woensdag 19 september 2012

Open Days 2012 Special: Why have a regional representation in Brussel

There are over 200 regional representations in Brussel. Every year during the EU Open Days we celebrate the partnership between the EU and regions. As part of this the coming weeks, EU KNOW HOW blogs will focus especially on EU regional interest representation; Our first blog answers the question on why have a regional representation in the first place?

Lobbying requires a lot of resources. Budget does help, but it  is third in importance compared to manpower and political will. A certain cost benefit analysis should be at the basis of any rational behind deciding to have a regional representation in Brussels. Still, when making a cost-benefit analysis you should also take into account the so called “opportunity costs”. While a lot of representations have a hard time measuring how much did their lobby benefit from being based in Brussels or the national capital, it is quite easy calculating how much it costs when you are not involved in European Affairs. There are numerous examples of regions facing problems with legislations or being the last to get funded. Often -if not always- these laggards  have been “sleeping” while legislations was passed. And while no regional representation is alike, I think there are basicly tree main reasons regional lobby’s should lobby in Brussels.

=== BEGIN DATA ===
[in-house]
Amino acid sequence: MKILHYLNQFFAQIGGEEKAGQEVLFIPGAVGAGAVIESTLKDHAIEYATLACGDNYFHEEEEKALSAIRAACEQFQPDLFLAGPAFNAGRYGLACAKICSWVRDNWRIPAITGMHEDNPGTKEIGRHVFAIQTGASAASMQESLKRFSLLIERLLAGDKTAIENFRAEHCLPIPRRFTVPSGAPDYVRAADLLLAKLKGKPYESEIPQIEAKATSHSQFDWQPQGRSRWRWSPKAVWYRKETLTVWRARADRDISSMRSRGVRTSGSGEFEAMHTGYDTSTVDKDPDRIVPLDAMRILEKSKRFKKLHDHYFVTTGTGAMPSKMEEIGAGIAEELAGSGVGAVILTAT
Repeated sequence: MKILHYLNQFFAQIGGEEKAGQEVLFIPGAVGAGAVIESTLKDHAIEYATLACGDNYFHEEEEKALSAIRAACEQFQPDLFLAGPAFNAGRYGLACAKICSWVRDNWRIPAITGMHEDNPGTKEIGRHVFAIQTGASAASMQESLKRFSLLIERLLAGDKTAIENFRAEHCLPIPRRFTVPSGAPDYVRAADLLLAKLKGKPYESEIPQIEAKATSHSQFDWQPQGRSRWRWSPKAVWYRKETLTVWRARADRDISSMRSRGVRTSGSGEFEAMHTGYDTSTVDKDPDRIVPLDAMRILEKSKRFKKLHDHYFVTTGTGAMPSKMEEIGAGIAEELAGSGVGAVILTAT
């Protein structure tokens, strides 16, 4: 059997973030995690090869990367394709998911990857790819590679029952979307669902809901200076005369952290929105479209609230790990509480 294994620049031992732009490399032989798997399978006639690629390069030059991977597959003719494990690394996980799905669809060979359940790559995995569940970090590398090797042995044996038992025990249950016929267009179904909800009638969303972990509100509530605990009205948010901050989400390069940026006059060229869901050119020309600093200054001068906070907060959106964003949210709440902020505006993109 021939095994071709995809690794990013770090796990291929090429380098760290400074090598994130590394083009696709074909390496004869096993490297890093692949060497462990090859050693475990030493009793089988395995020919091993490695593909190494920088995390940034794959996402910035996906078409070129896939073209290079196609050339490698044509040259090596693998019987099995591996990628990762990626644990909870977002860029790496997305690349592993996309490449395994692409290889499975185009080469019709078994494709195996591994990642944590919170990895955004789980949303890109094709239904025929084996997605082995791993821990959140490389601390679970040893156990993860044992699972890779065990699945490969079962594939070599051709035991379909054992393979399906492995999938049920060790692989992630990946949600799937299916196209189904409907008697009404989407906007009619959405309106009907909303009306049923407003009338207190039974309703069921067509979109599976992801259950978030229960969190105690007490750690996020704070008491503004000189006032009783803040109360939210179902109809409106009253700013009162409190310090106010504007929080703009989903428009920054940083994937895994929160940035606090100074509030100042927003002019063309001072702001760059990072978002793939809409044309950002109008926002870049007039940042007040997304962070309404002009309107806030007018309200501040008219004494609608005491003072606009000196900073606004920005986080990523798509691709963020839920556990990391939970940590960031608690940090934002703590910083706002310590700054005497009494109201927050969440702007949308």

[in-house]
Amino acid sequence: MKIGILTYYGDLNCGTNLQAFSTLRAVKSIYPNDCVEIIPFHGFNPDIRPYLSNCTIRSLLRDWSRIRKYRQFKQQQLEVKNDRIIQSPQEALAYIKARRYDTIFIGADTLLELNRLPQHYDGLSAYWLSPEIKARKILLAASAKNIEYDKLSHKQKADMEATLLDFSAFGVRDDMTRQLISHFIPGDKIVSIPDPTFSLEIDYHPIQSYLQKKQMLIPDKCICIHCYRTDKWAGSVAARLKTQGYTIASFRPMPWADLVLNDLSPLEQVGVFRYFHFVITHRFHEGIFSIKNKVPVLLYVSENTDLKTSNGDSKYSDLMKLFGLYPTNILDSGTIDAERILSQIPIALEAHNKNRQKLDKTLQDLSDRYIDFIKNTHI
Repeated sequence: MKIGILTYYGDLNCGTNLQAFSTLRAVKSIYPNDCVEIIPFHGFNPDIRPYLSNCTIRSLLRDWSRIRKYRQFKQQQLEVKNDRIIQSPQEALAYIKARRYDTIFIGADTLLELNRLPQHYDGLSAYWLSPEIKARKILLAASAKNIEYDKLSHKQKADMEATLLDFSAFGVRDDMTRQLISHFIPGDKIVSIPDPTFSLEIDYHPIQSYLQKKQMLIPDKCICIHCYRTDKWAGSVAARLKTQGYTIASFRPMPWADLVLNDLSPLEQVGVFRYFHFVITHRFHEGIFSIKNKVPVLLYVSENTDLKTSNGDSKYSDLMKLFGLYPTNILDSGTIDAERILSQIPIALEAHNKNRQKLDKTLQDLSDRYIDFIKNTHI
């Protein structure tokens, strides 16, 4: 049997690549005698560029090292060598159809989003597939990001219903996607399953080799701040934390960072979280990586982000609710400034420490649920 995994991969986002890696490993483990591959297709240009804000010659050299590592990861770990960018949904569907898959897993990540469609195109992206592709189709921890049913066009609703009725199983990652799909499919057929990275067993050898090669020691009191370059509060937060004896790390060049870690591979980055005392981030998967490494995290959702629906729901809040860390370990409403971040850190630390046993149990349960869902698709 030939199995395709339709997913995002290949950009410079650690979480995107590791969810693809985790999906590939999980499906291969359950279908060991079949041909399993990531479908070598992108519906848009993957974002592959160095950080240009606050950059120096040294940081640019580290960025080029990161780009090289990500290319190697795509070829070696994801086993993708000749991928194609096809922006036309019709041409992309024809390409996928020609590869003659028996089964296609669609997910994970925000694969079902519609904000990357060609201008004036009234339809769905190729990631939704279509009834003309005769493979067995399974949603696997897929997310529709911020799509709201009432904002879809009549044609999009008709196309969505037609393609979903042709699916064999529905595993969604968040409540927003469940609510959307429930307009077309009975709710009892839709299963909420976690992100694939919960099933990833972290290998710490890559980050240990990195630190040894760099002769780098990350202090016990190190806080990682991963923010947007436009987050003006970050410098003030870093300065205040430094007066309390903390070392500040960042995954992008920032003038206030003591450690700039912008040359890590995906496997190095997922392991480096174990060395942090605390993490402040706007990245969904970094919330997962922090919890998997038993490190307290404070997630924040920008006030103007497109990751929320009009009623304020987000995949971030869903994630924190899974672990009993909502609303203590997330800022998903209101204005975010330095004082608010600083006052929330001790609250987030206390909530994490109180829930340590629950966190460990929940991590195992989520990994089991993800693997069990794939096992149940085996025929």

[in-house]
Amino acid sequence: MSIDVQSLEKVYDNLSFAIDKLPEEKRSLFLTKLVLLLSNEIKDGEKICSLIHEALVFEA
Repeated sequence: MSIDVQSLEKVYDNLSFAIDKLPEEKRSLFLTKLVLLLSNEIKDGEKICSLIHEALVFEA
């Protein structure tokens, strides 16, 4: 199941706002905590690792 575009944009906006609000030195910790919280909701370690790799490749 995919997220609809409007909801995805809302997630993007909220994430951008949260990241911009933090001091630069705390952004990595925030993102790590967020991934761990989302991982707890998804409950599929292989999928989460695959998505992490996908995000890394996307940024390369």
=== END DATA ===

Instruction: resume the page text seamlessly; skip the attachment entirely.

1. Monitoring and influencing Legislation

More then 50% of national legislation originates in Brussels. This figure rises to almost 80% if you only take environmental legislation into account. Bearing in mind that local governments are often responsible for carrying out, monitoring and upholding this legislation, it becomes all the more apparent that it is important to be aware of upcoming legislation in an early stage. This is no trivial matter, as the wrong application of EU legislation can lead to claims in court, complaints at the European Commission , decision to be annulled, fines and/or repayment of unintentional damages. But more important is the damage to the reputation of a local government. Citizens of local governments have the right to depend on sound governance, and you can imagine how a European court-case undermines the respectability of a municipality or region.

  1. Monitoring and seizing financial opportunities

The EU has an agreed budget of €120.7 billion for the year 2011 and €864.3 billion for the period 2007–2013. About 30% of this budget are reserved for structural action, which target the regional and municipal level. In times of crisis and budgetcuts the EU budget can make a real and sustainable impact to regional development. Regions often joke that the EU is a bigger friend to local governments then their own national ministries. By being in Brussel it is easier to monitor and seize the financial opportunities that the EU provides. By maintaining contacts, you will be able to hear about call for proposals before they come out and find partners to tea up with for the development of your EU project.

  1. Building the profile of your municipality or region